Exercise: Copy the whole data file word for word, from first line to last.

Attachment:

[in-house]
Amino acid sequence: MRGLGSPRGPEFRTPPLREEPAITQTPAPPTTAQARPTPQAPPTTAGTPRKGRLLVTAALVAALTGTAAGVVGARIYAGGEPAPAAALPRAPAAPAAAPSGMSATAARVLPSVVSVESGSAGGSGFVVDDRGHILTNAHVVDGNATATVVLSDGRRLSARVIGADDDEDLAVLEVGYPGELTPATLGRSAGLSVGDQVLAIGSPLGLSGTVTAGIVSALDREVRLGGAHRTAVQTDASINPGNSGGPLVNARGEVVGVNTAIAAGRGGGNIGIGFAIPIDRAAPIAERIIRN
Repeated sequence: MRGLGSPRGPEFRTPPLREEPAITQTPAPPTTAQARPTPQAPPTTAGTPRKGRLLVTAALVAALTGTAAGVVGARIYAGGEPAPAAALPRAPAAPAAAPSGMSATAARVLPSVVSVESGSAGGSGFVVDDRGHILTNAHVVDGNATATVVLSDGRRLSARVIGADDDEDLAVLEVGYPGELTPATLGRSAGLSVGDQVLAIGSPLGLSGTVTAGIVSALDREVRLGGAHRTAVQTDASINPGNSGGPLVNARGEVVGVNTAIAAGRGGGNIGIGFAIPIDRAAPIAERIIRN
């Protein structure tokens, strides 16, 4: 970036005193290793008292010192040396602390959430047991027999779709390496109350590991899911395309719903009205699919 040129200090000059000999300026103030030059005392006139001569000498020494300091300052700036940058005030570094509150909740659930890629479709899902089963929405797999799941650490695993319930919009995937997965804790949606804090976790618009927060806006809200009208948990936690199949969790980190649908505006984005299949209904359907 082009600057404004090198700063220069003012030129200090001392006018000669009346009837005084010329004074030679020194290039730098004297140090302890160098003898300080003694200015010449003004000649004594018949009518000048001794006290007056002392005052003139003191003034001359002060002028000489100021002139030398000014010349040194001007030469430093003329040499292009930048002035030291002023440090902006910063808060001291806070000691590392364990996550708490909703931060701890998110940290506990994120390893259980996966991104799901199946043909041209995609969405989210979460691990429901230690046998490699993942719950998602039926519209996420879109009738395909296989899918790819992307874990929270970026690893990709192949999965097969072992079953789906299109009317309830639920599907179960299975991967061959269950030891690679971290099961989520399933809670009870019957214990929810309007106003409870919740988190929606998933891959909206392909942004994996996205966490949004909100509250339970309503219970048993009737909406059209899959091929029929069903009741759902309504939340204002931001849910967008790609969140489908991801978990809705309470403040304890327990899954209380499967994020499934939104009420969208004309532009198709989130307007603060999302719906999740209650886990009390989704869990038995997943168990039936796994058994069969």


[in-house]
Amino acid sequence: MRGLGSPRGPEFRTPPLREEPAITQTPAPPTTAQARPTPQAPPTTAGTPRKGRLLVTAALVAALTGTAAGVVGARIYAGGEPAPAAALPRAPAAPAAAPSGMSATAARVLPSVVSVESGSAGGSGFVVDDRGHILTNAHVVDGNATATVVLSDGRRLSARVIGADDDEDLAVLEVGYPGELTPATLGRSAGLSVGDQVLAIGSPLGLSGTVTAGIVSALDREVRLGGAHRTAVQTDASINPGNSGGPLVNARGEVVGVNTAIAAGRGGGNIGIGFAIPIDRAAPIAERIIRN
Repeated sequence: MRGLGSPRGPEFRTPPLREEPAITQTPAPPTTAQARPTPQAPPTTAGTPRKGRLLVTAALVAALTGTAAGVVGARIYAGGEPAPAAALPRAPAAPAAAPSGMSATAARVLPSVVSVESGSAGGSGFVVDDRGHILTNAHVVDGNATATVVLSDGRRLSARVIGADDDEDLAVLEVGYPGELTPATLGRSAGLSVGDQVLAIGSPLGLSGTVTAGIVSALDREVRLGGAHRTAVQTDASINPGNSGGPLVNARGEVVGVNTAIAAGRGGGNIGIGFAIPIDRAAPIAERIIRN
């Protein structure tokens, strides 16, 4: 970036005193290793008292010192040396602390959430047991027999779709390496109350590991899911395309719903009205699919 040129200090000059000999300026103030030059005392006139001569000498020494300091300052700036940058005030570094509150909740659930890629479709899902089963929405797999799941650490695993319930919009995937997965804790949606804090976790618009927060806006809200009208948990936690199949969790980190649908505006984005299949209904359907 082009600057404004090198700063220069003012030129200090001392006018000669009346009837005084010329004074030679020194290039730098004297140090302890160098003898300080003694200015010449003004000649004594018949009518000048001794006290007056002392005052003139003191003034001359002060002028000489100021002139030398000014010349040194001007030469430093003329040499292009930048002035030291002023440090902006910063808060001291806070000691590392364990996550708490909703931060701890998110940290506990994120390893259980996966991104799901199946043909041209995609969405989210979460691990429901230690046998490699993942719950998602039926519209996420879109009738395909296989899918790819992307874990929270970026690893990709192949999965097969072992079953789906299109009317309830639920599907179960299975991967061959269950030891690679971290099961989520399933809670009870019957214990929810309007106003409870919740988190929606998933891959909206392909942004994996996205966490949004909100509250339970309503219970048993009737909406059209899959091929029929069903009741759902309504939340204002931001849910967008790609969140489908991801978990809705309470403040304890327990899954209380499967994020499934939104009420969208004309532009198709989130307007603060999302719906999740209650886990009390989704869990038995997943168990039936796994058994069969």